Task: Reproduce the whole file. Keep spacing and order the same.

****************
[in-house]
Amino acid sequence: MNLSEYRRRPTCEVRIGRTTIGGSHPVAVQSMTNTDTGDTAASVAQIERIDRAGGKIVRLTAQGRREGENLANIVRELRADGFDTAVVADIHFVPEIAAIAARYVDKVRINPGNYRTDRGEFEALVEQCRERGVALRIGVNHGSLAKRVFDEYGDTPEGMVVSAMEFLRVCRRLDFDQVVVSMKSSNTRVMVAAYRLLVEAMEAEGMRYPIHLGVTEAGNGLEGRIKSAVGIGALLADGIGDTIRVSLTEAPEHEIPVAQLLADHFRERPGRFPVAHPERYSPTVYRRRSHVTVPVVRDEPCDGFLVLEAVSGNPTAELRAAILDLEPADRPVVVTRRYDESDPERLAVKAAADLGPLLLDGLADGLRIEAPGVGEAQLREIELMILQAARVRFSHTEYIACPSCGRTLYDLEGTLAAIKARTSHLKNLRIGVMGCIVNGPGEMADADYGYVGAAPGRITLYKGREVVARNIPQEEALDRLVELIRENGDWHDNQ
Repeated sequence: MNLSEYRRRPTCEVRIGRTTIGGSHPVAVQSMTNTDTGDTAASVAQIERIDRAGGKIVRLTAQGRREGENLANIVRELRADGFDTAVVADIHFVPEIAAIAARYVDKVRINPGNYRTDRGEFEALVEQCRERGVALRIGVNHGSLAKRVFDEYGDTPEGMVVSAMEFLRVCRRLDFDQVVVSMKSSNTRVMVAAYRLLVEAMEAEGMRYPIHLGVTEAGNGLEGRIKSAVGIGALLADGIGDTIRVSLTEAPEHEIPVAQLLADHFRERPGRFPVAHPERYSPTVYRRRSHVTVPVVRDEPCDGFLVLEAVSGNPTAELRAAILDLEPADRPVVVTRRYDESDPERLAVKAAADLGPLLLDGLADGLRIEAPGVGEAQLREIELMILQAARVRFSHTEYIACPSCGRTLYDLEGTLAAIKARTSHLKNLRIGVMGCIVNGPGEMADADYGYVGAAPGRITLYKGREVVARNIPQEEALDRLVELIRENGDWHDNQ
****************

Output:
[in-house]
Amino acid sequence: MNLSEYRRRPTCEVRIGRTTIGGSHPVAVQSMTNTDTGDTAASVAQIERIDRAGGKIVRLTAQGRREGENLANIVRELRADGFDTAVVADIHFVPEIAAIAARYVDKVRINPGNYRTDRGEFEALVEQCRERGVALRIGVNHGSLAKRVFDEYGDTPEGMVVSAMEFLRVCRRLDFDQVVVSMKSSNTRVMVAAYRLLVEAMEAEGMRYPIHLGVTEAGNGLEGRIKSAVGIGALLADGIGDTIRVSLTEAPEHEIPVAQLLADHFRERPGRFPVAHPERYSPTVYRRRSHVTVPVVRDEPCDGFLVLEAVSGNPTAELRAAILDLEPADRPVVVTRRYDESDPERLAVKAAADLGPLLLDGLADGLRIEAPGVGEAQLREIELMILQAARVRFSHTEYIACPSCGRTLYDLEGTLAAIKARTSHLKNLRIGVMGCIVNGPGEMADADYGYVGAAPGRITLYKGREVVARNIPQEEALDRLVELIRENGDWHDNQ
Repeated sequence: MNLSEYRRRPTCEVRIGRTTIGGSHPVAVQSMTNTDTGDTAASVAQIERIDRAGGKIVRLTAQGRREGENLANIVRELRADGFDTAVVADIHFVPEIAAIAARYVDKVRINPGNYRTDRGEFEALVEQCRERGVALRIGVNHGSLAKRVFDEYGDTPEGMVVSAMEFLRVCRRLDFDQVVVSMKSSNTRVMVAAYRLLVEAMEAEGMRYPIHLGVTEAGNGLEGRIKSAVGIGALLADGIGDTIRVSLTEAPEHEIPVAQLLADHFRERPGRFPVAHPERYSPTVYRRRSHVTVPVVRDEPCDGFLVLEAVSGNPTAELRAAILDLEPADRPVVVTRRYDESDPERLAVKAAADLGPLLLDGLADGLRIEAPGVGEAQLREIELMILQAARVRFSHTEYIACPSCGRTLYDLEGTLAAIKARTSHLKNLRIGVMGCIVNGPGEMADADYGYVGAAPGRITLYKGREVVARNIPQEEALDRLVELIRENGDWHDNQ